Co-Dependency

Source: Co-dependency - Part 1

Fr. Christophe refers to one addiction as “the mother of all addictions” because it is the root cause of virtually all other addictions. In his many years of counseling addicts, Fr. Christophe has found this particular illness to be the one contributing factor in the formation of the conditions that lead to addiction. The illness is co-dependency. It is a relationship illness that comes mostly from our upbringing. From the Church’s point of view, we can look at it as years of the effect of sin and its devastation and its dismemberment and attack upon the sacrament of holy matrimony which is one of the most precious relationships which God has created for our salvation.

There is a fellowship called ACA Redbook 12-Step Fellowship. ACA stands for Adult Children of Alcoholics or Dysfunctional Households. Members are those who have been affected by dysfunction in their households for many years, oftentimes going back generations. The primary emphasis of this program is to forgive one’s parents and any other authoritative figures that may have hurt us as children and adolescents so that we do not repeat the destructive patterns with our own children. Co-dependency, like all addictions, can pass down through the generations if left unchecked and untreated.

Co-dependency is a learned behavior that can be passed down from one generation to another. It’s an emotional and behavioral condition that affects an individual’s ability to have healthy, mutual, satisfying relationships. It’s also known among many therapeutic circles as a relationship addiction, because people with co-dependency often form or maintain relationships that are one-sided, emotionally destructive and/or abusive. Co-dependent behavior is learned in childhood from watching our relatives that suffer from addictions. The child grows up imitating the behavior, thus allowing it to continue on into the next generation. It becomes a vicious circle that becomes extremely difficult to break out of the longer it continues.

Treating co-dependency begins with the same first step of any 12-Step program: the dysfunctional family members must admit that there is a problem. Like many addicts, there is a state of denial that anything is wrong. There is no talking about it, no confrontation, no acknowledgment of hurt feelings. This denial must be overcome before any further treatment can take place. Forgiveness of all wrongdoings, regardless of who did it, must be extended for the healing process to take root. Co-dependents usually have low self-esteem and look outside of themselves to have their needs met. This leads the sufferer into the destructive relationships that not only do not meet the sufferer’s needs, but can leave him/her feeling worse than before.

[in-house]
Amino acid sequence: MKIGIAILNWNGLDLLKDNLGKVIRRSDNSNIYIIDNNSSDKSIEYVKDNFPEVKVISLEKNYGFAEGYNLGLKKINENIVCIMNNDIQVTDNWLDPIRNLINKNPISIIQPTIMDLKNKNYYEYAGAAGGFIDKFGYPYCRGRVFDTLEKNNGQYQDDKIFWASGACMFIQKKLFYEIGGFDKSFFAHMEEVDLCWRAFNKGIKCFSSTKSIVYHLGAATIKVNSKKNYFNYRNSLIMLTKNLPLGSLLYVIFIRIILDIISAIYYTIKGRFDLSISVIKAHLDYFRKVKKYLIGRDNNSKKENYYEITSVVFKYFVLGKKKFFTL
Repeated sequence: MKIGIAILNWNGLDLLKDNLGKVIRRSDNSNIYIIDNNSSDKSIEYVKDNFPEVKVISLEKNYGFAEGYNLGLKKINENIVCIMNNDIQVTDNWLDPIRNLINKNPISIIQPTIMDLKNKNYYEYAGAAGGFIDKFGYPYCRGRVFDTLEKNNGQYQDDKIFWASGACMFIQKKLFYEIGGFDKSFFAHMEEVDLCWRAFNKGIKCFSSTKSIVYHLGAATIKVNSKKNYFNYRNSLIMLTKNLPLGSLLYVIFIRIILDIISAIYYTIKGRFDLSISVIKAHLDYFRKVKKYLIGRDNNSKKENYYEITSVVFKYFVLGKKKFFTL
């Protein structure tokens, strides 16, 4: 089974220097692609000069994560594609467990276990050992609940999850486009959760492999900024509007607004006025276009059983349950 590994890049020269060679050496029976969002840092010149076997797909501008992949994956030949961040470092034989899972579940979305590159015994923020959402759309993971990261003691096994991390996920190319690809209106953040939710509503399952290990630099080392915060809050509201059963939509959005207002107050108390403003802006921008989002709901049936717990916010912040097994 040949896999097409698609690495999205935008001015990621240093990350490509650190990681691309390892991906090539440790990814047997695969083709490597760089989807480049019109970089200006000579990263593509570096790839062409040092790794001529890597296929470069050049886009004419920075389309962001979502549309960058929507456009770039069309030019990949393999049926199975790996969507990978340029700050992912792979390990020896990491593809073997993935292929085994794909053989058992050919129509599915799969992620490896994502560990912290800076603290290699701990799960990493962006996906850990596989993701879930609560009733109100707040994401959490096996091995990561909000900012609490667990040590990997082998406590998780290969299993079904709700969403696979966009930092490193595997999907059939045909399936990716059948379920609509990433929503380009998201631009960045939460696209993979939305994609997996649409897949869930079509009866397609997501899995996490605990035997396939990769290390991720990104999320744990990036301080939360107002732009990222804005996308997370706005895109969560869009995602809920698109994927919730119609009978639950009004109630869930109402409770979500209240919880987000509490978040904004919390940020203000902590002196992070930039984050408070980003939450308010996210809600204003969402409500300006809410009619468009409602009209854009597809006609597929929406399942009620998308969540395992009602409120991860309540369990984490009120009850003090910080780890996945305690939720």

To heal from co-dependency then, the process requires the pain and hardship of dealing with grievances and the sins of our forefathers upon our souls and bodies as we were raised, and to grow up in the Lord in such a way that we can leave the grievances behind and extend forgiveness to those responsible. We can look to the suffering of Christ on the Cross to see the example of forgiveness that He extended to those that hurt Him in the cruelest of ways. Betrayed by one disciple, denied by another and abandoned by virtually all those who followed Him for three years, the Lord understood fully the pain of being hurt by those closest to Him. In spite of the physical and emotional pain that He no doubt suffered, He forgave them. We can all learn from His example.

If you or someone you love suffers from the illness of co-dependency, it highly recommended that the ACA 12-Step Fellowship be explored and contacted. This organization can be of tremendous assistance to the co-dependent and his/her loved ones.